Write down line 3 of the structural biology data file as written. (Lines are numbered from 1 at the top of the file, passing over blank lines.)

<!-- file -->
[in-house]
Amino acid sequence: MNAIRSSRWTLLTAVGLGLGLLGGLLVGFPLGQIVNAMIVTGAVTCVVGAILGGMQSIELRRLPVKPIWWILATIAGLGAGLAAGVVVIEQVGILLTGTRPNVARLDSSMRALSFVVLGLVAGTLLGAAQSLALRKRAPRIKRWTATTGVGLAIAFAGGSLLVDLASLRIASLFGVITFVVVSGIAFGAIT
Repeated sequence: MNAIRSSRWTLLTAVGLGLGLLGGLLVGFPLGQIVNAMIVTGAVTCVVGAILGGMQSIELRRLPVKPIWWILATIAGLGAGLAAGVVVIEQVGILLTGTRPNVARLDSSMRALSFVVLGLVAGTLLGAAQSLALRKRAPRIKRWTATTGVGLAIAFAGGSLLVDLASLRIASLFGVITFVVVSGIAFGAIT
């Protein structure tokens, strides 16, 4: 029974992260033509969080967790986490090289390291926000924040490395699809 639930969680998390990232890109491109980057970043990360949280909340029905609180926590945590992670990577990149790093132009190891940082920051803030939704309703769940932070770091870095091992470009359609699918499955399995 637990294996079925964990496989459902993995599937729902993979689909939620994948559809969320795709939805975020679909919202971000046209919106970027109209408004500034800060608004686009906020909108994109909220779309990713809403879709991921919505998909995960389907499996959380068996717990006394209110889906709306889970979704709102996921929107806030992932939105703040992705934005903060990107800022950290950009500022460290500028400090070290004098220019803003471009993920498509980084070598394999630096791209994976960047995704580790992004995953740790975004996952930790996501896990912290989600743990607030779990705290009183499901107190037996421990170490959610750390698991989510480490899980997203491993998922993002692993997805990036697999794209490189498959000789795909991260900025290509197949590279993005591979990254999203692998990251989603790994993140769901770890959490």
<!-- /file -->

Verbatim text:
Repeated sequence: MNAIRSSRWTLLTAVGLGLGLLGGLLVGFPLGQIVNAMIVTGAVTCVVGAILGGMQSIELRRLPVKPIWWILATIAGLGAGLAAGVVVIEQVGILLTGTRPNVARLDSSMRALSFVVLGLVAGTLLGAAQSLALRKRAPRIKRWTATTGVGLAIAFAGGSLLVDLASLRIASLFGVITFVVVSGIAFGAIT